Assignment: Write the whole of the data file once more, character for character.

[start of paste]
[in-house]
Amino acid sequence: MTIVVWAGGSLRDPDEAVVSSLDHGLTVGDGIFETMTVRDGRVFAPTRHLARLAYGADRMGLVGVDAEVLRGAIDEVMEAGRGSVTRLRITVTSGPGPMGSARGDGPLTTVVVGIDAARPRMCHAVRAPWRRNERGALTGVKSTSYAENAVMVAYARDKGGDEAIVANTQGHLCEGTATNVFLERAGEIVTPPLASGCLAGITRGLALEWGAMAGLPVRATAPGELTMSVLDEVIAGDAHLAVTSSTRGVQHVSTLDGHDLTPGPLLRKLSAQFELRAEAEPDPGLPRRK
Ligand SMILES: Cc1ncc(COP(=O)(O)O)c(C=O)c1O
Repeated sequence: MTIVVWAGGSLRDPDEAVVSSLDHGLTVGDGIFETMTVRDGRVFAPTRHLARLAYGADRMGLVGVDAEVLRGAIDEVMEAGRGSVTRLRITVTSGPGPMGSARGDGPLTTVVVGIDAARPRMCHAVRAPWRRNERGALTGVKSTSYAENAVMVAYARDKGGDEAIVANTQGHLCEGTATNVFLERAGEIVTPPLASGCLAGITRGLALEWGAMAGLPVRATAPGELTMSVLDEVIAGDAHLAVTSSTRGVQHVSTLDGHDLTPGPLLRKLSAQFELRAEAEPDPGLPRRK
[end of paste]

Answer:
[in-house]
Amino acid sequence: MTIVVWAGGSLRDPDEAVVSSLDHGLTVGDGIFETMTVRDGRVFAPTRHLARLAYGADRMGLVGVDAEVLRGAIDEVMEAGRGSVTRLRITVTSGPGPMGSARGDGPLTTVVVGIDAARPRMCHAVRAPWRRNERGALTGVKSTSYAENAVMVAYARDKGGDEAIVANTQGHLCEGTATNVFLERAGEIVTPPLASGCLAGITRGLALEWGAMAGLPVRATAPGELTMSVLDEVIAGDAHLAVTSSTRGVQHVSTLDGHDLTPGPLLRKLSAQFELRAEAEPDPGLPRRK
Ligand SMILES: Cc1ncc(COP(=O)(O)O)c(C=O)c1O
Repeated sequence: MTIVVWAGGSLRDPDEAVVSSLDHGLTVGDGIFETMTVRDGRVFAPTRHLARLAYGADRMGLVGVDAEVLRGAIDEVMEAGRGSVTRLRITVTSGPGPMGSARGDGPLTTVVVGIDAARPRMCHAVRAPWRRNERGALTGVKSTSYAENAVMVAYARDKGGDEAIVANTQGHLCEGTATNVFLERAGEIVTPPLASGCLAGITRGLALEWGAMAGLPVRATAPGELTMSVLDEVIAGDAHLAVTSSTRGVQHVSTLDGHDLTPGPLLRKLSAQFELRAEAEPDPGLPRRK